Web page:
BC-357 Receiver

BC-357 Marker Beacon Receiver

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General Description

The BC-357 was designed for use in U.S. Army Airforce aircraft during WW2.

The receiver is fixed tuned to 75 MHz to intercept signals from instrument landing systems, fan stations, cone of silence stations and other stations employing horizontally polarized wave patterns.

Such signals mark the approach to a runway. The receiver demodulates an audio signal, which triggers an internal, highly sensitive relay. This relay turns an indicator light on in the aircraft cockpit, indicating that the marker has been reached.

As there were numerous types of equipment generating marker signals, careful design was required to overcome variations in power output and modulation frequencies of the various devices. The receiver is most sensitive when fed with 3000 Hz modulation (to suit civil 5w transmitters) and least sensitive with 60 Hz modulation, to accommodate the military 20w transmitters.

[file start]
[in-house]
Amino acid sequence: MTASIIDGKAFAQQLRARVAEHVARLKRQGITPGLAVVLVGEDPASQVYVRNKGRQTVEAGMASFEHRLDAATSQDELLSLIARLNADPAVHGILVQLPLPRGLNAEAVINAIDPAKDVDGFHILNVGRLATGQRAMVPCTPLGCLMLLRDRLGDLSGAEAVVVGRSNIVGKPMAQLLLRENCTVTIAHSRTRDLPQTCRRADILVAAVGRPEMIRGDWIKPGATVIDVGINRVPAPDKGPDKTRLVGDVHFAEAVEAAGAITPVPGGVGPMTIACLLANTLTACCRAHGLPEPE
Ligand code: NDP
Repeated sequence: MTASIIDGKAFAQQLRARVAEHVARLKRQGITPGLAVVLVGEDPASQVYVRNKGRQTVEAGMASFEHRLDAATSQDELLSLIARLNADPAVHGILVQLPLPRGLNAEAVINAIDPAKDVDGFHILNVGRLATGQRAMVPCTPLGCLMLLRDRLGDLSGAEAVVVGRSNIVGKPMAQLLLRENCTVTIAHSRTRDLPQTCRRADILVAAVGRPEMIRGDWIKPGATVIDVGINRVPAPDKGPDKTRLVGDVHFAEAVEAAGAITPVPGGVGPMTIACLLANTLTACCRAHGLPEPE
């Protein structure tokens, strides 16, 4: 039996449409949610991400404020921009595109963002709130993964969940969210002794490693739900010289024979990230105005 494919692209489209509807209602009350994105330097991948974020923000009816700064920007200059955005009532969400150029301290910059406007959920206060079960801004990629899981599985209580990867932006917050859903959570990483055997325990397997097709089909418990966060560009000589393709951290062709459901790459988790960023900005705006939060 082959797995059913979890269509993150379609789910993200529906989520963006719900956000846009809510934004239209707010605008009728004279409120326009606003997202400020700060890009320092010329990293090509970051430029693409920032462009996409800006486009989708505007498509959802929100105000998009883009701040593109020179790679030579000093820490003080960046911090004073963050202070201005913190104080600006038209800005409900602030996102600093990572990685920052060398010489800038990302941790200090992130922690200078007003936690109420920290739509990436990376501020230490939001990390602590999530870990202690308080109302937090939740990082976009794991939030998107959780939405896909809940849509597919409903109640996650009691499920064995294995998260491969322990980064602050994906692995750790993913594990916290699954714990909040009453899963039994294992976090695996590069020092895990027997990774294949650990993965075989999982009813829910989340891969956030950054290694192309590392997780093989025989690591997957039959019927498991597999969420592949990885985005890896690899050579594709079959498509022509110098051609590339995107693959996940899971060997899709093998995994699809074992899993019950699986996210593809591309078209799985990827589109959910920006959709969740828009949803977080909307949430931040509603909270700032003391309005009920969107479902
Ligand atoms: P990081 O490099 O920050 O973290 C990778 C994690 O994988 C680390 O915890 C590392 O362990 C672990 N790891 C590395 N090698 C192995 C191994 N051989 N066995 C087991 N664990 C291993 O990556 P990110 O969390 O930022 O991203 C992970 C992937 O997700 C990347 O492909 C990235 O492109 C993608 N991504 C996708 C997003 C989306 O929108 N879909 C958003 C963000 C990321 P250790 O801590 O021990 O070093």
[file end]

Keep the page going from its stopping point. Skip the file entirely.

Technical Data

The receiver draws power from the aircraft Radio Compass, typically 12v and 220v dc. Early installations drew H.T. from a dedicated dynamotor.

VT-153 (12C8) in a reflex circuit functions as a rf amplifier, detector and af amplifier. VT-104 (12SQ7) is an af amplifier and rectifier, which supplies current to the relay.

The antenna is a horizontal, resonant line, fed off centre, to accommodate 75 ohm feedline.

The length of time the cockpit light remained on depended on the height, speed and type of signal source. Cone of Silence transmitters provided up to 1 minute of indication at 10,000 feet at 150 mph.

The receivers had little practical use for post war experimenters, but the sensitive relay and metal work provided the basis for an excellent proximity switch.

The BC-1023 is a variation. It is of the same physical size and external appearance, but uses more tubes. It is designed to run off 12 or 24V DC - this being used for HT as well as filament voltage.

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© Ian O'Toole, 2009. Page created: 28/04/03 Last updated: 27/10/2012